Various Artists: Sound City – Real to Reel

Posted April 2, 2013 by in



2/ 5


Genre: Rock
Producer: Butch Vig
Label: RCA
Format: Digital download, compact disc
Time: 55:31
Release Date: 12 March 2013
Spin This: "The Man That Never Was," "Mantra"


All-stars coming together on new compositions


The new songs hardly celebrates the hit-making formula of Sound City

Grohl’s soundtrack to Sound City documentary gathers up the stars, but it’s no Nevermind

by J Matthew Cobb
Full Article

Grohl’s soundtrack to Sound City documentary gathers up the stars, but it’s no Nevermind

Add movie director to Dave Grohl’s list of assignments. The ever busy Foo Fighter, who’s since moved on to the next frontier of Making the Band, jumped on a golden opportunity to profile the legacy of the now-closed Sound City Studios in Van Nuys, California in a moving documentary that’s won the favor of SXSW registrants. Sound City, which sported the custom-made Neve 8028 console, was best known for its heavy display of classic rock album memorabilia which ranged from Fleetwood Mac 1975’s self-titled LP to Foreigner’s Double Vision. Having Nirvana’s Nevermind associated with the studio raised the awareness for relatively younger bands like Queens of the Stone Age, Tonic and Weezer to follow in their footsteps. Grohl supervises the bulk of the documentary’s soundtrack, which actually isn’t a rehash of the studio’s well-known productions. Using newly-constructed tracks, Butch Vig and a stellar list of rock royalty take it upon themselves to give Sound City a fitting salute using the studio’s golden console which now sits in Grohl’s basement. The disc hardly mentions the assembly of the guests as the Sound City Players, a careful moniker Grohl envisioned for the special celebration, but the ensemble puts big names like Rick Springfield, Stevie Nicks, Paul McCartney, Cheap Trick’s Rick Nielsen on the front of the songs, while Grohl rocks it out on drums. The songs themselves –each penned by at least three or four contributors – are mostly rough-draft jams, anxiously seeking that fine tuning from some keen label executive. They even get loud and sonically explorative (“Heaven and All”), which puts spirit over body. Nicks brings her Mac-ness to “You Can’t Fix It,” but the song’s devil-toting lyrics prove to be less interesting than the music that embodies it. On “Cut Me Some Slack,” McCartney shouts “Mama” across a slab of Nirvana-esque guitar riffing, using some of the testosterone left from the 12-12-12 Nirvana reunion (and yes, Nirvana surviving members Krist Novoselic and Pat Smear also show up for the occasion). But it’s actually Springfield’s youthful display on the Foo Fighting, Green Day-whipped “The Man That Never Was” that turns out the album’s grandest achievement. The eight-minute half-soulful, half-explosive rocker “Mantra” is another decent attraction, and teams Grohl up with Queens of the Stone Age’s Josh Homme and Nine Inch Nails’s Trent Renzor. Hurting the disc from reaching some majestic grandeur is its withdrawal from radio-ready rock and clingy melodies. And while rocking out and experimenting for the fun of it surely livens up the party (Prime example: “Your Wife Is Calling”), the bulk of Sound City suffers from a lack of strong song development. As a companion to the film, it’s still a pleasant surprise to hear rock legends still displaying such greatness, even if the selections themselves hardly reach memorable status.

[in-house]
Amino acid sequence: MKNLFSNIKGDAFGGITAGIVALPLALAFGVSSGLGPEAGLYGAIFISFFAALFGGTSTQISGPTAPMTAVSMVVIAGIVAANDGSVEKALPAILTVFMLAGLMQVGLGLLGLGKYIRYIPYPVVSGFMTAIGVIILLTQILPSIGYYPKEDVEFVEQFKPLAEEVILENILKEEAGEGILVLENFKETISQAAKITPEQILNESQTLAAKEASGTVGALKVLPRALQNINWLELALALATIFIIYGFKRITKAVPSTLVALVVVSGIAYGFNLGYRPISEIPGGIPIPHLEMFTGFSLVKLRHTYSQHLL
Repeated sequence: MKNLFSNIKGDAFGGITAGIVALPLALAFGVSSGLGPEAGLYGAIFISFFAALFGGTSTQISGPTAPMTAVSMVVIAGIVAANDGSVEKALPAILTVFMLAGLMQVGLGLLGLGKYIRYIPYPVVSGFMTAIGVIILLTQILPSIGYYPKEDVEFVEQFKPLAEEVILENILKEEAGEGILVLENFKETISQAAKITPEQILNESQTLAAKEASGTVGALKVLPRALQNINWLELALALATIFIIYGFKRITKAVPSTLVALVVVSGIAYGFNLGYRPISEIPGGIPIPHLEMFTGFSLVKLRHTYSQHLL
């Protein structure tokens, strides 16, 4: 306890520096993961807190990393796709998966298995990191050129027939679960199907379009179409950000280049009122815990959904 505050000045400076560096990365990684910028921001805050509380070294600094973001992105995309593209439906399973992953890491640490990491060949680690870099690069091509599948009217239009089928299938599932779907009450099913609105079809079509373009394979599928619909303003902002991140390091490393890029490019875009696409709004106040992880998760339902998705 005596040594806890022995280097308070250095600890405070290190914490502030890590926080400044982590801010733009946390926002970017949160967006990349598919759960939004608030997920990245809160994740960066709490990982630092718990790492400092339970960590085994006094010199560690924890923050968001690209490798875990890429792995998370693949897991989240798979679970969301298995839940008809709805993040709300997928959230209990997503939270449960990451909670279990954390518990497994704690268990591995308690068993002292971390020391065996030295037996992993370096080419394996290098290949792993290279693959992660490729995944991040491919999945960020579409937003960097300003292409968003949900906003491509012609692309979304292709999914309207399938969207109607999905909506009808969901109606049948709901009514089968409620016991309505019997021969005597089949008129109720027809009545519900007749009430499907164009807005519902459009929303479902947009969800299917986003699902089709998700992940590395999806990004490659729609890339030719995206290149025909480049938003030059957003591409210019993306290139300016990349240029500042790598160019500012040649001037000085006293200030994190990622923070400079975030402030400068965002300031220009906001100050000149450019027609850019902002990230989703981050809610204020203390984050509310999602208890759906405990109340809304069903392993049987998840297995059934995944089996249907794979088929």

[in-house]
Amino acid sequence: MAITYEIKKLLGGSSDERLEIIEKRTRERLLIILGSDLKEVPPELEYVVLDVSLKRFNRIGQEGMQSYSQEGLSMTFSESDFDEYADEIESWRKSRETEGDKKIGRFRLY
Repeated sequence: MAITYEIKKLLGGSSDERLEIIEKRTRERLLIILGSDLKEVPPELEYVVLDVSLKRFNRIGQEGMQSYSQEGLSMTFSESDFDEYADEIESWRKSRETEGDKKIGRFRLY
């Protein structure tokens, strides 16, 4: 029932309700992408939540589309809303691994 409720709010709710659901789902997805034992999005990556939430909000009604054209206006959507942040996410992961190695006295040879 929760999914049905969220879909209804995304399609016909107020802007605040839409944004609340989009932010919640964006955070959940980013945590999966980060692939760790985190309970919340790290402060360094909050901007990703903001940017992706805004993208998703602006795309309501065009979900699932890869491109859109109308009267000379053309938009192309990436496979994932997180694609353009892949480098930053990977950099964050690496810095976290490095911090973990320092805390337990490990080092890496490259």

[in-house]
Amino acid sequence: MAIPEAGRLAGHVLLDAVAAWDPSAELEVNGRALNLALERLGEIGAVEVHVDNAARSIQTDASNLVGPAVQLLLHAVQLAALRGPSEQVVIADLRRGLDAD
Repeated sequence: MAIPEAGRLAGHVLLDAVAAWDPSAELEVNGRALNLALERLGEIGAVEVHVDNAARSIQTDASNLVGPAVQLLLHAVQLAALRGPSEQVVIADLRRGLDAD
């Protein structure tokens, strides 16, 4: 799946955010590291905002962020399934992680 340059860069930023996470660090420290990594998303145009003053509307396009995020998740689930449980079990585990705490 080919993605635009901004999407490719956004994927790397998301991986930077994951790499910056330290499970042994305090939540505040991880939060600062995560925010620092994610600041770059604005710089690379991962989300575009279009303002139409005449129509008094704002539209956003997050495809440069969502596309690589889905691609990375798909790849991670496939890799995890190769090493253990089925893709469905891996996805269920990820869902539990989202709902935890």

About the Author

J Matthew Cobb

Managing editor of HiFi Magazine


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